Yeah, he was a socialist.

cropped-libertyI give up trying to convince people that most of the various -isms are divisive bunk, and that, really, the spectrum of -isms from authoritarianism to libertarianism boil down to a very simple principle: primacy of the state, versus primacy of the individual.

But let us at the very least put to rest the idea that Nazis weren’t socialists.

Here is a ten-year-old article, which is, I think, just about the correct distance from the present to be more clearly separated from today’s tribal hysteria and concomitant “Democratic Socialism” blindness.

The core argument is that Hitler called himself a socialist of a sort derived from Marx, and that his deviation from the USSR’s variety of socialism (“Jewish Marxism” in Hitler’s words) was in two key forks that made it, in Hitler’s opinion (as well as that of Mussolini, who wrote much on the subject) more workable.

  1. National Socialism relied on geography and race to avoid the needlessly divisive self-destructive civil war as the Russians had suffered. Hitler felt that Germans shouldn’t fight Germans, so he elevated race above pure socialist dogma in an effort to unite more to his general cause. In Hitler’s words, “…find and travel the road from individualism to socialism without revolution.
  2. Recognizing private property rights is necessary to economic success and social unity. In Hitler’s own words (not from the article), “Socialism is the science of dealing with the common weal. Communism is not Socialism. Marxism is not Socialism. …Socialism, unlike Marxism, does not repudiate private property. Unlike Marxism, it involves no negation of personality, and unlike Marxism, it is patriotic.

I can understand some confusion, as Hitler had over the years said many things that could, in isolation, fuel the notion that he was anti-Marx; certainly he was anti- “Jewish Marxism.”

But I believe that’s only when viewing Hitler through a partisan lens. Because he made it abundantly clear in his own words that he was a socialist.

In a critique of Mussolini’s newly-coined “fascism,” Hitler wrote of his own economic plan, “Point No. 13 in that program demands the nationalization of all public companies, in other words socialization, or what is known here as socialism.”

To more or less summarize my argument, as well as that in the article and referenced book, I’ll end with Hitler’s own words, and let you think on where we are today, and why so many Americans admired the man back in the day:

The Germany of today is a National Socialist State.  The ideology that dominates us is in diametrical contradiction to that of Soviet Russia.  National Socialism is a doctrine that has reference exclusively to the German people.  Bolshevism lays stress on international mission.  We National Socialists believe a man can, in the long run, be happy only among his own people.  We are convinced the happiness and achievements of Europe are indissolubly tied up with the continuation of the system of independent and free national States. Bolshevism preaches the establishment of a world empire…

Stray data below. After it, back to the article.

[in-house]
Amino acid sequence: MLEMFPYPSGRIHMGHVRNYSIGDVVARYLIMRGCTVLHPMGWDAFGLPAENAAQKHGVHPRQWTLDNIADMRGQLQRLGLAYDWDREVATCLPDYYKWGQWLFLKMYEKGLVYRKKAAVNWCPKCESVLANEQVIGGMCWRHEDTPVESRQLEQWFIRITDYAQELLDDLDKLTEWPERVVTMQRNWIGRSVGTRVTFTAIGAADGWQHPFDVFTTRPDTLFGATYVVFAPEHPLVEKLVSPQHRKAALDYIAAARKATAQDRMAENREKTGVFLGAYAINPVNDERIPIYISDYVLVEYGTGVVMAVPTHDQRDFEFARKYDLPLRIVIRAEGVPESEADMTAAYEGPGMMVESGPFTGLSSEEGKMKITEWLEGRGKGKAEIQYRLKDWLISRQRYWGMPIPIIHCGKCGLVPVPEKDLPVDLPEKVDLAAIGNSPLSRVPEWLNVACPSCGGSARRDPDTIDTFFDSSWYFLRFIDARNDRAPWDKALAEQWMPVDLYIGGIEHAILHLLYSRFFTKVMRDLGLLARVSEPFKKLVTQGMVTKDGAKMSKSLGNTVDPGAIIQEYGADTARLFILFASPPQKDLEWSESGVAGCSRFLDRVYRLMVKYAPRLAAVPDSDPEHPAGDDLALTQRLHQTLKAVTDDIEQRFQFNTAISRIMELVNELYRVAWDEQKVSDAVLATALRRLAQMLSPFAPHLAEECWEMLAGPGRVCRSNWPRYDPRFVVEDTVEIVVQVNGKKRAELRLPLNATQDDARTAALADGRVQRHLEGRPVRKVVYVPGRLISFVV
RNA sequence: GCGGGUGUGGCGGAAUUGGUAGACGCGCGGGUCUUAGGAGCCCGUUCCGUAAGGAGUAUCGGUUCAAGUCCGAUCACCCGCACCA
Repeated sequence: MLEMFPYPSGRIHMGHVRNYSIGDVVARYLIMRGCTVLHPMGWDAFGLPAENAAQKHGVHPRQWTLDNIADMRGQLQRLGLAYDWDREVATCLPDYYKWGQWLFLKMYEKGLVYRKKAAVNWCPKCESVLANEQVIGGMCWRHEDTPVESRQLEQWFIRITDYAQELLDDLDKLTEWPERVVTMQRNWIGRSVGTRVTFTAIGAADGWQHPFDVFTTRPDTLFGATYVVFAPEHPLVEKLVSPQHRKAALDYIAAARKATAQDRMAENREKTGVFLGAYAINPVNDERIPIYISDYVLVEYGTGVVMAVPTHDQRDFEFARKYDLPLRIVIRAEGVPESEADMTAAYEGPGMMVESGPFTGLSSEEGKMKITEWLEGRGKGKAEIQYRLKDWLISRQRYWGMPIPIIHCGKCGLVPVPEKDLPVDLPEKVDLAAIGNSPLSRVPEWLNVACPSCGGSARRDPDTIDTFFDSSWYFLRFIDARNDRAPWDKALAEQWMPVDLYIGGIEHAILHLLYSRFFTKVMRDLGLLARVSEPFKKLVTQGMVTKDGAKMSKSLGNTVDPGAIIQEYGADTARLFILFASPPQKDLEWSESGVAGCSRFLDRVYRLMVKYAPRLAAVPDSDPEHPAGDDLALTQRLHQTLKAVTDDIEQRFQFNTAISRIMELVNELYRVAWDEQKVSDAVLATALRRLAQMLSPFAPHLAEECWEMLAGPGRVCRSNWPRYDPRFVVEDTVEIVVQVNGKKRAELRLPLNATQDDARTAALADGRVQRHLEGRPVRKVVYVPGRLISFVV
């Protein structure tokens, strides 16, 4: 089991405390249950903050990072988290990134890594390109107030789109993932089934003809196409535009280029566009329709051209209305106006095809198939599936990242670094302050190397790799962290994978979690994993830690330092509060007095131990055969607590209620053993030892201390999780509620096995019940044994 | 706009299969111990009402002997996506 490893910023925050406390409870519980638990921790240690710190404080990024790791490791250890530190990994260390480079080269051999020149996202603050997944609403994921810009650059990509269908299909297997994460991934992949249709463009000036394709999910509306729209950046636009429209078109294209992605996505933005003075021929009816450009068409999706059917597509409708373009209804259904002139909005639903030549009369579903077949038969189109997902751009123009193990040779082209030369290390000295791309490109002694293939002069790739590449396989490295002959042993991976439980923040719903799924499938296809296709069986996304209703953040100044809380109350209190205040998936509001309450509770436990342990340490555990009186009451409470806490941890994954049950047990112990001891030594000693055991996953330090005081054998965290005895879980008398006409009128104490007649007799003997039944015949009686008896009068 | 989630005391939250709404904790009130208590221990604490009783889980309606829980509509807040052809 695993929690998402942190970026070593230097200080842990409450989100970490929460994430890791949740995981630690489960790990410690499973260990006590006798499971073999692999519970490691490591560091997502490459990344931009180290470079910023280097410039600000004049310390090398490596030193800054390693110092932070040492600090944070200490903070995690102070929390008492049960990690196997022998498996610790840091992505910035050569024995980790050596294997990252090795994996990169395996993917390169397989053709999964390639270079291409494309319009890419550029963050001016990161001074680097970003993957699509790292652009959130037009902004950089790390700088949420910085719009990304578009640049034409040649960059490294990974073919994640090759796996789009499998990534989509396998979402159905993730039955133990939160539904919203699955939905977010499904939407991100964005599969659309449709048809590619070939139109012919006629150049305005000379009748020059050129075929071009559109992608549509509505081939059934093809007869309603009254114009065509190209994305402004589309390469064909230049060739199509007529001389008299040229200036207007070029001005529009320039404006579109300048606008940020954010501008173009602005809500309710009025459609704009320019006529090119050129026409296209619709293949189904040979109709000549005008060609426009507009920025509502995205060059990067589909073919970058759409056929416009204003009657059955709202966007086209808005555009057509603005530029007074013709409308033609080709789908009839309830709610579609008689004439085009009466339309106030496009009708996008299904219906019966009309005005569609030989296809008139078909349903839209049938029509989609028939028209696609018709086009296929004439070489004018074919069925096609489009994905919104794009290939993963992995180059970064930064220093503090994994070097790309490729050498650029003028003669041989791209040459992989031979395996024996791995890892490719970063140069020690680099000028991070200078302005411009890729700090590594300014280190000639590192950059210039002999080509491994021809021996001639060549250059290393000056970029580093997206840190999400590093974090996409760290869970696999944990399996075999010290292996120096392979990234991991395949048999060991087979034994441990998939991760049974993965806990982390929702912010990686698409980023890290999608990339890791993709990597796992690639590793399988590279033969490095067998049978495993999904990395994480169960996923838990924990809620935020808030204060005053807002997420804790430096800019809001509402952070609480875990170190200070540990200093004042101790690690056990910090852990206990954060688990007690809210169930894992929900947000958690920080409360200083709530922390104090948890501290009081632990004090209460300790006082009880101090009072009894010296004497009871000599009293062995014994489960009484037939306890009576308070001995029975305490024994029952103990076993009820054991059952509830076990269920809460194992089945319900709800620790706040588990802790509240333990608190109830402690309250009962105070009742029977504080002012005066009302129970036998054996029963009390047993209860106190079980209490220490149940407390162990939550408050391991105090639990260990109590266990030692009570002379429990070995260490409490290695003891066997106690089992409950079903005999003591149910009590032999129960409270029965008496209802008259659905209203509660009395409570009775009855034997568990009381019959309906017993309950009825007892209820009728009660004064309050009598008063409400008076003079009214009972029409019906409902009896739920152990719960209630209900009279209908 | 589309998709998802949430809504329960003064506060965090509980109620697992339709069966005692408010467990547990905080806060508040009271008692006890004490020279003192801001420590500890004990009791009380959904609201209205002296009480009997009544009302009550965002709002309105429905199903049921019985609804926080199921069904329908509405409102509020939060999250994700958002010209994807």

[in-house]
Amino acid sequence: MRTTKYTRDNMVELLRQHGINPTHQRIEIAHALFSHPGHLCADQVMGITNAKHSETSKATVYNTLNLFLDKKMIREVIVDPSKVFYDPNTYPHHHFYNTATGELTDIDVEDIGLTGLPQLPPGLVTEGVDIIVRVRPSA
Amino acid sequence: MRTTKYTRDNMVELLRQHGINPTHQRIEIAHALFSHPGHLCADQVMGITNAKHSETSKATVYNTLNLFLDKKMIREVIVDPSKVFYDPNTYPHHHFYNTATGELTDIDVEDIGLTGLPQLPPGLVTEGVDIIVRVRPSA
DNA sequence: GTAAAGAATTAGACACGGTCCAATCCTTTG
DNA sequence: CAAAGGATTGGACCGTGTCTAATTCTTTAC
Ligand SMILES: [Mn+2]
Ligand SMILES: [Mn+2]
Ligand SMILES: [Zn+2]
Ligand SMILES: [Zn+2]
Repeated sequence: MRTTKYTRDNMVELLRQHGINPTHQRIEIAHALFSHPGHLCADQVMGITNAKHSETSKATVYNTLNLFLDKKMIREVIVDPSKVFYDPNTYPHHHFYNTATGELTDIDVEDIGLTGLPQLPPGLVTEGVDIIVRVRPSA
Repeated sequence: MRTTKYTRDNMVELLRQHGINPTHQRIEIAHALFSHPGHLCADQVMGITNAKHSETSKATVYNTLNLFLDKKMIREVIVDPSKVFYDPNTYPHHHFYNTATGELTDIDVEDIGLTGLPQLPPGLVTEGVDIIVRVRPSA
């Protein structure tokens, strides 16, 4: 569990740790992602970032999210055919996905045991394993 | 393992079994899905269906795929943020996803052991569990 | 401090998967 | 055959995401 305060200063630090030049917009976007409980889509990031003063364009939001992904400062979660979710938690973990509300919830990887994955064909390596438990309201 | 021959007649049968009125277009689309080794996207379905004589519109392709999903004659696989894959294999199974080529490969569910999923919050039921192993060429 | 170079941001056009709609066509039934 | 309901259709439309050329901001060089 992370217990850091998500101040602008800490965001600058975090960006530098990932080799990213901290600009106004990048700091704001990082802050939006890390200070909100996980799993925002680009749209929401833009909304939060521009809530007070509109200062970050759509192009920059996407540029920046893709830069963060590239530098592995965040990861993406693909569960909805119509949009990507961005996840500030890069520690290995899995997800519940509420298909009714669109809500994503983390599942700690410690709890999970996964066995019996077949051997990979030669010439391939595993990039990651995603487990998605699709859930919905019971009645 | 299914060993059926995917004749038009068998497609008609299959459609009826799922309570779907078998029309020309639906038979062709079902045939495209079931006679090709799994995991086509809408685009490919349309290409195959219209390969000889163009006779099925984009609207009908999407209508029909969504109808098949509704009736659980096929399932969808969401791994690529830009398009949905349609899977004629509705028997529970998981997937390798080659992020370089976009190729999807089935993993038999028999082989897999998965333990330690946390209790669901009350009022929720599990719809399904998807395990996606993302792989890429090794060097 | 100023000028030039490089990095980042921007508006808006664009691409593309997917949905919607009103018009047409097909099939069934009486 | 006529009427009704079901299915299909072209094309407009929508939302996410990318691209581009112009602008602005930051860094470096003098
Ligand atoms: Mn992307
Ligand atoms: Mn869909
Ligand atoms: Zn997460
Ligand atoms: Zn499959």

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By any name, it kills

First, here are the classical definitions of socialism:

  1. Government (not “communal”) control of property, and ownership of the means of production.
  2. Some definitions include the elimination of private property, but this overlaps with communism, and somewhat contradicts Marx’s definitions.
  3. In Marxist theory, an intermediary/transitional form of government between capitalism and communism distinguished by unequal distribution of property and income. “Corresponding to this is also a political transition period in which the state can be nothing but the revolutionary dictatorship of the proletariat.” – Karl Marx

Socialism

Now, the use and meaning of the word “socialism” has changed a LOT recently.  So I’ll contrast it to communism, as defined by Marx:

  1. The state is eliminated (true anarchy) and all property and means of production is owned equally by the people as a collective.
  2. No private property. “The theory of Communism may be summed up in one sentence: Abolish all private property.” – Karl Marx
  3. Distribution of goods and services by: “From each according to his abilities, to each according to his needs.” – Karl Marx

People can of course believe whatever they want.

If they want to call themselves socialist and then redefine socialism to be something they like better than the old definition…well, who am I to argue?

Words change all the time. The English language hardly resembles what it did before the Vikings and French and Shakespeare started messing with it.

But let’s not fool ourselves with our words, either.

Words are extremely powerful.  It’s by words, and the actions we apply to words, that we turn corporate abstractions like “tribe,” “gang,” “army” and “nation” into deadly forces of oppression, slavery, genocide and war.

I know a lot of decent, well-meaning, well-educated and very intelligent socialists. They all perform the same, subtle linguistic/mental alchemy:

They trans-substantiate politicians into “The People,” and are, really, advocating communism.Atheists

In other words, today’s socialists dismiss the inevitably violent and impoverishing despotism of an almighty government, and transmogrify the realities of authoritarianism into the dreams of a Marxian Kumbaya.

Now, to a degree and in a way, we all do that, and it’s not all bad.